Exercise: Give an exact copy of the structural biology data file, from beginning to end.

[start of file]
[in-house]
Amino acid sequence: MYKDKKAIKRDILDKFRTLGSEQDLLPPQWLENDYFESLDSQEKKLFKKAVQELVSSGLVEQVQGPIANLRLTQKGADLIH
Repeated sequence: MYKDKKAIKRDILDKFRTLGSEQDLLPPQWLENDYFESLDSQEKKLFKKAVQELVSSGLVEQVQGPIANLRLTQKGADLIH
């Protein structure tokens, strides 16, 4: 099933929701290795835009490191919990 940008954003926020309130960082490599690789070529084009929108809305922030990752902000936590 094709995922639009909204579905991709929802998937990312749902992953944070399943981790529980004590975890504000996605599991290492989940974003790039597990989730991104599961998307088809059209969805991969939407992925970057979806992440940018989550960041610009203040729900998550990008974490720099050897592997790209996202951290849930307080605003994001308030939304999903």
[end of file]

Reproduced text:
[in-house]
Amino acid sequence: MYKDKKAIKRDILDKFRTLGSEQDLLPPQWLENDYFESLDSQEKKLFKKAVQELVSSGLVEQVQGPIANLRLTQKGADLIH
Repeated sequence: MYKDKKAIKRDILDKFRTLGSEQDLLPPQWLENDYFESLDSQEKKLFKKAVQELVSSGLVEQVQGPIANLRLTQKGADLIH
């Protein structure tokens, strides 16, 4: 099933929701290795835009490191919990 940008954003926020309130960082490599690789070529084009929108809305922030990752902000936590 094709995922639009909204579905991709929802998937990312749902992953944070399943981790529980004590975890504000996605599991290492989940974003790039597990989730991104599961998307088809059209969805991969939407992925970057979806992440940018989550960041610009203040729900998550990008974490720099050897592997790209996202951290849930307080605003994001308030939304999903």